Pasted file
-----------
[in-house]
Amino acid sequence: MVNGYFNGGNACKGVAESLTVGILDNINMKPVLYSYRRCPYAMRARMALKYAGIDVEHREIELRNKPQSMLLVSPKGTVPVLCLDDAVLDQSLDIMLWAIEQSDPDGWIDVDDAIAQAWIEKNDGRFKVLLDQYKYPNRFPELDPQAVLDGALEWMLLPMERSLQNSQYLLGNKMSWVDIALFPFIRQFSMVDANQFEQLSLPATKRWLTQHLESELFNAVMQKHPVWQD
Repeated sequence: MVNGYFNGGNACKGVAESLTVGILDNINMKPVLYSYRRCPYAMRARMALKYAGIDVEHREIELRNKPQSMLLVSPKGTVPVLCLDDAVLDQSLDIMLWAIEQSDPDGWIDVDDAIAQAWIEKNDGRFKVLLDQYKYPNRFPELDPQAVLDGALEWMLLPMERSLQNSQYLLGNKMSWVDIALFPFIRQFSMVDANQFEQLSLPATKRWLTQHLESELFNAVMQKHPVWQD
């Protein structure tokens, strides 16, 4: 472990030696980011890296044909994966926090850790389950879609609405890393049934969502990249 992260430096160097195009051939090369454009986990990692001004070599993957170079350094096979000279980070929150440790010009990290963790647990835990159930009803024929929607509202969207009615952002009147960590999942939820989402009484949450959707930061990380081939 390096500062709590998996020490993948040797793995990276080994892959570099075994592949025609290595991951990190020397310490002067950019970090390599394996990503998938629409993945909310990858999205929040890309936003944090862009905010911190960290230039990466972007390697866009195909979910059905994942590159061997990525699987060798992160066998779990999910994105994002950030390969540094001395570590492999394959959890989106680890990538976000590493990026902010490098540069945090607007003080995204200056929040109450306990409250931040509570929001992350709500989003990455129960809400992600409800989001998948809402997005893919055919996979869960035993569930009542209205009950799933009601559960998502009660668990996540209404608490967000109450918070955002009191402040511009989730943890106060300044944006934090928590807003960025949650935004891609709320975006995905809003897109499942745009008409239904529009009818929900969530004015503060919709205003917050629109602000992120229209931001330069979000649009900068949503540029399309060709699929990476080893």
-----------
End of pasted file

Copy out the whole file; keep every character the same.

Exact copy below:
[in-house]
Amino acid sequence: MVNGYFNGGNACKGVAESLTVGILDNINMKPVLYSYRRCPYAMRARMALKYAGIDVEHREIELRNKPQSMLLVSPKGTVPVLCLDDAVLDQSLDIMLWAIEQSDPDGWIDVDDAIAQAWIEKNDGRFKVLLDQYKYPNRFPELDPQAVLDGALEWMLLPMERSLQNSQYLLGNKMSWVDIALFPFIRQFSMVDANQFEQLSLPATKRWLTQHLESELFNAVMQKHPVWQD
Repeated sequence: MVNGYFNGGNACKGVAESLTVGILDNINMKPVLYSYRRCPYAMRARMALKYAGIDVEHREIELRNKPQSMLLVSPKGTVPVLCLDDAVLDQSLDIMLWAIEQSDPDGWIDVDDAIAQAWIEKNDGRFKVLLDQYKYPNRFPELDPQAVLDGALEWMLLPMERSLQNSQYLLGNKMSWVDIALFPFIRQFSMVDANQFEQLSLPATKRWLTQHLESELFNAVMQKHPVWQD
């Protein structure tokens, strides 16, 4: 472990030696980011890296044909994966926090850790389950879609609405890393049934969502990249 992260430096160097195009051939090369454009986990990692001004070599993957170079350094096979000279980070929150440790010009990290963790647990835990159930009803024929929607509202969207009615952002009147960590999942939820989402009484949450959707930061990380081939 390096500062709590998996020490993948040797793995990276080994892959570099075994592949025609290595991951990190020397310490002067950019970090390599394996990503998938629409993945909310990858999205929040890309936003944090862009905010911190960290230039990466972007390697866009195909979910059905994942590159061997990525699987060798992160066998779990999910994105994002950030390969540094001395570590492999394959959890989106680890990538976000590493990026902010490098540069945090607007003080995204200056929040109450306990409250931040509570929001992350709500989003990455129960809400992600409800989001998948809402997005893919055919996979869960035993569930009542209205009950799933009601559960998502009660668990996540209404608490967000109450918070955002009191402040511009989730943890106060300044944006934090928590807003960025949650935004891609709320975006995905809003897109499942745009008409239904529009009818929900969530004015503060919709205003917050629109602000992120229209931001330069979000649009900068949503540029399309060709699929990476080893």